Asian cities may be next terror target

October 07, 2005|By JOHN C. BERSIA

For many Americans, terrorism crept in like a night fog - quietly, furtively and overwhelmingly. Terrorism was upon them before they knew it or could prepare for its wrath. As a result, they have been left to deal with the debris and death toll of horrific acts, an environment of fear and the uncertain prospects of years to come.

Actually, this viewpoint could not be further from the facts.

Indeed, it ranks among the many misperceptions that continue to distort Americans' awareness of the terrorism conundrum.

Warnings about terrorists' intentions, goals and capabilities have been ample for years. And they continue to sound out today, including a recent one on the front page of the Financial Times by France's top terrorist investigator, Jean-Louis Bruguiere. He soberly indicated that al-Qaida has plans to attack a prominent financial center in Asia - perhaps Tokyo, Singapore or Sydney.

Unfortunately, most people do not treat such details with the attention and urgency they deserve. For example, a decade before 9/11, specialists had warned that terrorists were entering a new era, freed from the artificial restraints of the Cold War, and were planning to wreak havoc upon the developing new world order. Various aviation security analysts even predicted that terrorists would use aircraft as weapons.

No defense is absolute, but stronger measures, even relatively simple ones, can thwart would-be aircraft hijackers - as we now know from 9/11.

Another common misperception is that terrorism cannot be stopped. But successful attacks, including this summer's bombings in London, represent only a fraction of terrorist initiatives. For national security reasons, we hear little or nothing about the several dozen plots that authorities here and abroad have thwarted since 9/11. That detail should at least inspire hope.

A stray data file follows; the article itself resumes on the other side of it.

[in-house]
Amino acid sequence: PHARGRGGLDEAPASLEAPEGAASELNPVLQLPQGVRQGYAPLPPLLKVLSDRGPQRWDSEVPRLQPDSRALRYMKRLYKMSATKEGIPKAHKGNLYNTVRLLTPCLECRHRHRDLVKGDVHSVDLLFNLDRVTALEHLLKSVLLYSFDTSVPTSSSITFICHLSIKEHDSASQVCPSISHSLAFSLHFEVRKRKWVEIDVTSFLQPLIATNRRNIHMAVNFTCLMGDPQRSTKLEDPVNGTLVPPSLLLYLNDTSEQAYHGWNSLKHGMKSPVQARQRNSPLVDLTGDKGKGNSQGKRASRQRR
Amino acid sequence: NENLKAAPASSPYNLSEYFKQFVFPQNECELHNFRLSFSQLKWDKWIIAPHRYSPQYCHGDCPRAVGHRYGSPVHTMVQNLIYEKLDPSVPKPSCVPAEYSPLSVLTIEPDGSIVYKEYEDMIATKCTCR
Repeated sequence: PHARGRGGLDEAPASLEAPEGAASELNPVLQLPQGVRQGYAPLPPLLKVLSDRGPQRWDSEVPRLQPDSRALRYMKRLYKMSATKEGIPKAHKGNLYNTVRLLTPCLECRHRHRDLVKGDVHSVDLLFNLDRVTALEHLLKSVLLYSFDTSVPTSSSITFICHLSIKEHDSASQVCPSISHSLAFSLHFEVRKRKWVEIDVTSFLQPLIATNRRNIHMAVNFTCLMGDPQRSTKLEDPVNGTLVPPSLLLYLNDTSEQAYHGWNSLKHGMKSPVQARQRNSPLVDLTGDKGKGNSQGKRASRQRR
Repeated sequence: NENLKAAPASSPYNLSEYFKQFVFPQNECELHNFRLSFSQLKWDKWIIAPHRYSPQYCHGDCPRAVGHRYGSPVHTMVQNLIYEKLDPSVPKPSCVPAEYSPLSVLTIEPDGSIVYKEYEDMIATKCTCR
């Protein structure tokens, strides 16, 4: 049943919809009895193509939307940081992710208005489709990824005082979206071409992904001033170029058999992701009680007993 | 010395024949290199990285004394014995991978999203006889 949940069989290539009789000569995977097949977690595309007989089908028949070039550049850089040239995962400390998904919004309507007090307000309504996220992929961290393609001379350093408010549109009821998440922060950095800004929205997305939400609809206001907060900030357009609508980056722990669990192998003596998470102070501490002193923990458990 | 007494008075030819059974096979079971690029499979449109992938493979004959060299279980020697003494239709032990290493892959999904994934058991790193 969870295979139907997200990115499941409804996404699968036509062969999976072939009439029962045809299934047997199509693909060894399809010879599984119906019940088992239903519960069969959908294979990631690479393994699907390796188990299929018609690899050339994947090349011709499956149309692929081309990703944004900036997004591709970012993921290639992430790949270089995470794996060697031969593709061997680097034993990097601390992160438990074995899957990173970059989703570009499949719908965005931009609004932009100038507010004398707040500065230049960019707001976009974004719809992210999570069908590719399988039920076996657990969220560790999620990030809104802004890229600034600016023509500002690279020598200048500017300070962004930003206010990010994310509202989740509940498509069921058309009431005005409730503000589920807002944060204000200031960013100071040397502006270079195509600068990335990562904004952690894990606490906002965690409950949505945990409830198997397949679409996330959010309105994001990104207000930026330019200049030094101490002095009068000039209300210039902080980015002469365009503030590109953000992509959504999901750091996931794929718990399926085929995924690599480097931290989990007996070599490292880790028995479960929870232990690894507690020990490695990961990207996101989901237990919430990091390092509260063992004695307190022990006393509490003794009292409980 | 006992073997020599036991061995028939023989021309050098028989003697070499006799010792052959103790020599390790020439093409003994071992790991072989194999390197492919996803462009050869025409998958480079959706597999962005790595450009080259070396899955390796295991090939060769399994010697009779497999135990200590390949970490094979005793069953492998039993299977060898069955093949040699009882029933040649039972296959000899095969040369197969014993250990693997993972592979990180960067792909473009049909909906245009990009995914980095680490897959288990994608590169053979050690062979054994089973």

An additional misconception about terrorism is that it derives from modern times. Actually, terrorism afflicted every century before the 21st - and for mostly understandable reasons. The disgruntled of any era, whether their motivation stems from political, economic, religious, social or other concerns, often try to resolve their grievances through violence.

Therein lies still another misconception about terrorism: that it is impossible to ameliorate. Many roots of terrorism - with the exception of some of the extreme, hard-core religious and ideological ones - can be addressed through diplomacy, negotiation, the expansion of opportunity and the broadening of political, social and economic justice.

Back to Mr. Bruguiere, a globally respected judge. Why should anyone pay attention to his contention that nations of the Asia-Pacific region find themselves relatively less prepared to deal with potential terrorist attacks than the United States or Europe?

Because he knows what he's talking about, having fought a wave of terrorism in France for a generation, overseen the arrests of hundreds of terrorist suspects and warned of coming attacks in places such as Britain long before July's bombings.

His research and sources suggest that terrorism in Asia has received insufficient attention. He worries, in particular, about Japan's vulnerability. An attack on a financial center such as Tokyo would enable al-Qaida to score a symbolic and practical coup. Not only would it undermine Japan's return to economic prosperity, it would send shock waves throughout the neighboring region and eventually disrupt the United States.

What to do? The key to the war against terrorism is to regard it as an open-ended struggle, much as the Cold War was, and to deal with it consistently, forcefully and proactively. Global cooperation is critical. Some of the techniques and ideas - including how to inspire more-effective dealings between intelligence and law-enforcement agencies - that have worked in France could transfer to other countries.

The time to consider and implement such moves is now, before al-Qaida or like-minded organizations cripple an Asian financial center - and the global economy.

John C. Bersia is a columnist for the Orlando Sentinel, a special assistant to the president for global perspectives and a professor at the University of Central Florida.

Columnist Trudy Rubin will return Tuesday.

Knight Ridder/Tribune Information Services

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